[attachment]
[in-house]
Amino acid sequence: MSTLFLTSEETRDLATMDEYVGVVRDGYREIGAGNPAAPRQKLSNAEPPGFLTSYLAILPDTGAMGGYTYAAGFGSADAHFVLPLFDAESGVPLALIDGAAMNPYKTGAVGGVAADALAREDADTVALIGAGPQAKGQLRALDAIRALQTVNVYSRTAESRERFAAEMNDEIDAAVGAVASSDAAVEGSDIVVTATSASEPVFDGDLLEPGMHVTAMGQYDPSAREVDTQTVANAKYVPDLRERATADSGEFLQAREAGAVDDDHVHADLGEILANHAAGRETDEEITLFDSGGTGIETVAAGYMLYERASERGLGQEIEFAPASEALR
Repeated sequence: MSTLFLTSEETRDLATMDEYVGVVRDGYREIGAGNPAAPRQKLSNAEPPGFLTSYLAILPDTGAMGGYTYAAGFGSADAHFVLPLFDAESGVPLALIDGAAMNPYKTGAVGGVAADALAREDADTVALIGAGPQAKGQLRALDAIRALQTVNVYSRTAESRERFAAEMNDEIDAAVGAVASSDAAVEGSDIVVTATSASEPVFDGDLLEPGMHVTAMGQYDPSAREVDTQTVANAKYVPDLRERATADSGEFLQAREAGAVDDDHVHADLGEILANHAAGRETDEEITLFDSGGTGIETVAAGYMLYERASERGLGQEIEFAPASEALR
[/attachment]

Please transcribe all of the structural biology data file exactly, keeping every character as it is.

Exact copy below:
[in-house]
Amino acid sequence: MSTLFLTSEETRDLATMDEYVGVVRDGYREIGAGNPAAPRQKLSNAEPPGFLTSYLAILPDTGAMGGYTYAAGFGSADAHFVLPLFDAESGVPLALIDGAAMNPYKTGAVGGVAADALAREDADTVALIGAGPQAKGQLRALDAIRALQTVNVYSRTAESRERFAAEMNDEIDAAVGAVASSDAAVEGSDIVVTATSASEPVFDGDLLEPGMHVTAMGQYDPSAREVDTQTVANAKYVPDLRERATADSGEFLQAREAGAVDDDHVHADLGEILANHAAGRETDEEITLFDSGGTGIETVAAGYMLYERASERGLGQEIEFAPASEALR
Repeated sequence: MSTLFLTSEETRDLATMDEYVGVVRDGYREIGAGNPAAPRQKLSNAEPPGFLTSYLAILPDTGAMGGYTYAAGFGSADAHFVLPLFDAESGVPLALIDGAAMNPYKTGAVGGVAADALAREDADTVALIGAGPQAKGQLRALDAIRALQTVNVYSRTAESRERFAAEMNDEIDAAVGAVASSDAAVEGSDIVVTATSASEPVFDGDLLEPGMHVTAMGQYDPSAREVDTQTVANAKYVPDLRERATADSGEFLQAREAGAVDDDHVHADLGEILANHAAGRETDEEITLFDSGGTGIETVAAGYMLYERASERGLGQEIEFAPASEALR